Tag Archives: emma palmer

THE HOLLOW CROWN: A MAGNIFICENT PRODUCTION FROM SPORT FOR JOVE

This image: Eloise Winstock by Seiya Taguchi 
Featured image: Bron Lim & ensemble by Seiya Taguchi

To the curmudgeon who pontificated loudly, even during the show, that it wasn’t working.  I don’t know you, even though we have been engaged in the closeness of watching theatre together.  So I can’t take you for a drink to let you know that you are just plain wrong and need to take your elitist, out of touch, resistant attitude and just sod off.  Me, and I could hear and see, the other 150 plus audience just loved THE HOLLOW CROWN, first in the two part ROSE RIOT season from Sport for Jove.

Playing at Bella Vista Farm, ROSE RIOT is two golden productions which are forged with vision, experience and coherent expression by a company who make bold choices, assemble extraordinary talent and encircle their audiences with enthralling beauty.  There’s a reason why Shakespeare lends his name to an adjective.  Reverence and relevance and the adventure of seeing the darknesses of great wrongs and the shiningness of majestic rights, all before our eyes with real voices, the musicality of poetry and a physicality that delights and engages.  And ideas, always the ideas.  Continue reading THE HOLLOW CROWN: A MAGNIFICENT PRODUCTION FROM SPORT FOR JOVE

DIANE SAMUELS’ ‘KINDERTRANSPORT’ @ THE ETERNITY PLAYHOUSE

Production photography by Phillip Erbacher.

‘To really get to know a person you have got to get inside a person’s skin and walk around a while.’ Atticus Finch in Harper Lee’s ‘To Kill A Mockingbird’.

This famous quote holds as true as ever.  We need to step outside of ourselves and into the ‘shoes’ of another human being to truly understand and accept them.

This is what British playwright Diane Samuels does with her play which explores what it was like to be a Kindertransport survivor. These were the Jewish children who the British Government rescued from the clutches of Nazism. Between the end of 1938 and the end of 1939 the British Government issued 10,000 permits  to get children out, minus their parents, and provide them with safe passage to England, where they were taken in by foster parents who were ‘charged with’ trying to bring order and stability back into their lives.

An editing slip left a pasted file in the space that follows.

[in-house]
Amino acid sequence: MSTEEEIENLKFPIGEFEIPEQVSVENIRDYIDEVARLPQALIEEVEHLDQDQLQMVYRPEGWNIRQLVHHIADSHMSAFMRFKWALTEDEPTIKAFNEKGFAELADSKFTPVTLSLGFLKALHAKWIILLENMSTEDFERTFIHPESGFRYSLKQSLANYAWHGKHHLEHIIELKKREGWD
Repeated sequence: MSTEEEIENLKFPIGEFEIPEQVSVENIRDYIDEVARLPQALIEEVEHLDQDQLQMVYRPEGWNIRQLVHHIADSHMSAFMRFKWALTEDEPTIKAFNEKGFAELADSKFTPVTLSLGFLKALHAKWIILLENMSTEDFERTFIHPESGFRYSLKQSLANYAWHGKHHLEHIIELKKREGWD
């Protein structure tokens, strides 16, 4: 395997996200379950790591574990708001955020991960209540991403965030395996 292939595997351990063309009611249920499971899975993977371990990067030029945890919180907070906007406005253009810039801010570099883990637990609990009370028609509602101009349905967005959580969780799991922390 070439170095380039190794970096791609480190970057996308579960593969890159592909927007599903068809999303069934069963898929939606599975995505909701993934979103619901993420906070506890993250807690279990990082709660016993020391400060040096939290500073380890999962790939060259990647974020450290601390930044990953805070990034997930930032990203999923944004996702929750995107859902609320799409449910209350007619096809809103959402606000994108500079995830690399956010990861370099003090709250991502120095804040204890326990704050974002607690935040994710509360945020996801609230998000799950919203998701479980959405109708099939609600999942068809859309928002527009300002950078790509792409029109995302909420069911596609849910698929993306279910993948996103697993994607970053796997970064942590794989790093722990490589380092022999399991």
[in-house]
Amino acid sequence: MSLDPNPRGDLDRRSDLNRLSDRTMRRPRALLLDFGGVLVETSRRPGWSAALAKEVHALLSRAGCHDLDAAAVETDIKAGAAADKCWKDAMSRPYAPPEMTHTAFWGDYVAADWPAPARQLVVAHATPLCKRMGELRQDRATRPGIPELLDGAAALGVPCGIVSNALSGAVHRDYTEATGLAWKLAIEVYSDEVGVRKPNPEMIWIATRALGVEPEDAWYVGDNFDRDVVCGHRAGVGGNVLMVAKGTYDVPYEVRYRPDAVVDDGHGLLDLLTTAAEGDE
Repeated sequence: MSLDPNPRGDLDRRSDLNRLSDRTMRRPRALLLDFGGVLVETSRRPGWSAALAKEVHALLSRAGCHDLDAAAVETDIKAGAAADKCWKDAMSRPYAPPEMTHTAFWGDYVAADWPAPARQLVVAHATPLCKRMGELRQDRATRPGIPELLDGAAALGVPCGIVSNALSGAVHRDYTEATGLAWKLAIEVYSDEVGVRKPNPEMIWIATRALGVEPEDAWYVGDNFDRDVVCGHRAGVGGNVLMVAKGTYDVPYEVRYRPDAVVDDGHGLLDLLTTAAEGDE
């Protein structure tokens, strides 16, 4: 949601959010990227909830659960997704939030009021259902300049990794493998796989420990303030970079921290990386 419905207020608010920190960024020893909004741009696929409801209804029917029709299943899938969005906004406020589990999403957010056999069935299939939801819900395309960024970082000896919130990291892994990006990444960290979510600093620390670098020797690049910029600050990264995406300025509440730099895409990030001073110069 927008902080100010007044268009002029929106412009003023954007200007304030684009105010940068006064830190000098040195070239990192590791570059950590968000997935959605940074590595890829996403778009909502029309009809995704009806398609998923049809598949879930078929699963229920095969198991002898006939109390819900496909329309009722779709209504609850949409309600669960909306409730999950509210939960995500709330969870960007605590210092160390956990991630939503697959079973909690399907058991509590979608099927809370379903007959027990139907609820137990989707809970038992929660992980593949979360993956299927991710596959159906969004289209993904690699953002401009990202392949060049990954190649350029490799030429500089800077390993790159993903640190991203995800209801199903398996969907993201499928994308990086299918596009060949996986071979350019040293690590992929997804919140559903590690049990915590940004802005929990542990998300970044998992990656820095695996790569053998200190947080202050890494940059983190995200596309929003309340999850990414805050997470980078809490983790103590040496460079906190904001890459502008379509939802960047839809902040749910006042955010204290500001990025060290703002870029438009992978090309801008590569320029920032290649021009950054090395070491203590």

The play follows the journey of Eva from the time she leaves Germany for England to her own middle-age as a long established British resident with an inquisitive grown-up daughter who is demanding to know more about her long ago past., Samuels’ play also includes a non-naturalistic, symbolic level with the use of extracts from an an eerie children’s story, ‘The Rat Catcher’.

I found the  play authentic, and well served by Sandra Eldridge’s fine production. Sarah Greenwood as young Eva and Camilla Ah Kin as the adult Eva took us deeply into her world. Continue reading DIANE SAMUELS’ ‘KINDERTRANSPORT’ @ THE ETERNITY PLAYHOUSE

RIDE AND FOURPLAY @ ETERNITY PLAYHOUSE

Second pic- Ride
Tom O’Sullivan and Emma Palmer in Jane Bodie’s RIDE, part of a Bodie double bill at the Eternity Playhouse. Production photography by Robert Catto

RIDE & FOURPLAY is a two play presentation of a couple of early works by Jane Bodie, a dynamic double feature directed by Anthony Skuse.

A little like Terrence McNally’s Frankie and Johnny in the Clair de Lune, RIDE begins with a naked man and a naked woman in a crumpled bed.

It transpires that they have no recollection of how they ended up back in his bed, whether or not they have had sex, or where her bra and one shoe have disappeared to. Continue reading RIDE AND FOURPLAY @ ETERNITY PLAYHOUSE

Constellations

 

Sam O'Sullivan and Emma Palmer in Constellations. Pic Gez Xavier Mansfield
Sam O’Sullivan and Emma Palmer in Constellations. Pic Gez Xavier Mansfield

Reverence My Sanctuary is inscribed in the proscenium arch of the stage. It is not purpose built as the play’s set but a remnant of the old Baptist Tabernacle Church that now hosts the Eternity Playhouse, an apt space to perform CONSTELLATIONS, Nick Payne’s play about multiple possible universes.

Director Anthony Skuse, captivated by the building’s interior structure, “notions of time, mortality and faith are inscribed in the building’s markings and scars”, with his production designer Gez Xavier Mansfield, has brilliantly placed the action of the piece in a sort of palimpsest, utilising extant structure- the dome curvature of the back wall suggests a celestial observatory – and inscriptions while introducing an oblique plinth and a couple of chairs placed askew to cue the off kilter, non-linear form of the play. Continue reading Constellations